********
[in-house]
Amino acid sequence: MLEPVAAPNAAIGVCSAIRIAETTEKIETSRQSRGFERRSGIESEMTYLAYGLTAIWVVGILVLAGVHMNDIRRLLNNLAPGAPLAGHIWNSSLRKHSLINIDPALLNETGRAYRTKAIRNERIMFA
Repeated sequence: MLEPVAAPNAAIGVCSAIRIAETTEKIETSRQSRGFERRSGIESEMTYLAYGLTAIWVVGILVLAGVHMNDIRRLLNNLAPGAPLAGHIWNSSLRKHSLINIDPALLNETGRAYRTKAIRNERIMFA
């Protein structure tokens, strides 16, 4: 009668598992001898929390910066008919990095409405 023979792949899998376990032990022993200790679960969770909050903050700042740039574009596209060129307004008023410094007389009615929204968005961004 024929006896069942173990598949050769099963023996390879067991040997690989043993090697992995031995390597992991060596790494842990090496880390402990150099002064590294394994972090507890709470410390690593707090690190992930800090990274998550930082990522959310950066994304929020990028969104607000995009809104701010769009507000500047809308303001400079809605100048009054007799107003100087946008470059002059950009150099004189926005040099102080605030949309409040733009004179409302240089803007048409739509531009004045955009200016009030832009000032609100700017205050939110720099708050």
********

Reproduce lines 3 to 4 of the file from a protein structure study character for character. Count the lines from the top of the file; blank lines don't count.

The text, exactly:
Repeated sequence: MLEPVAAPNAAIGVCSAIRIAETTEKIETSRQSRGFERRSGIESEMTYLAYGLTAIWVVGILVLAGVHMNDIRRLLNNLAPGAPLAGHIWNSSLRKHSLINIDPALLNETGRAYRTKAIRNERIMFA
């Protein structure tokens, strides 16, 4: 009668598992001898929390910066008919990095409405 023979792949899998376990032990022993200790679960969770909050903050700042740039574009596209060129307004008023410094007389009615929204968005961004 024929006896069942173990598949050769099963023996390879067991040997690989043993090697992995031995390597992991060596790494842990090496880390402990150099002064590294394994972090507890709470410390690593707090690190992930800090990274998550930082990522959310950066994304929020990028969104607000995009809104701010769009507000500047809308303001400079809605100048009054007799107003100087946008470059002059950009150099004189926005040099102080605030949309409040733009004179409302240089803007048409739509531009004045955009200016009030832009000032609100700017205050939110720099708050």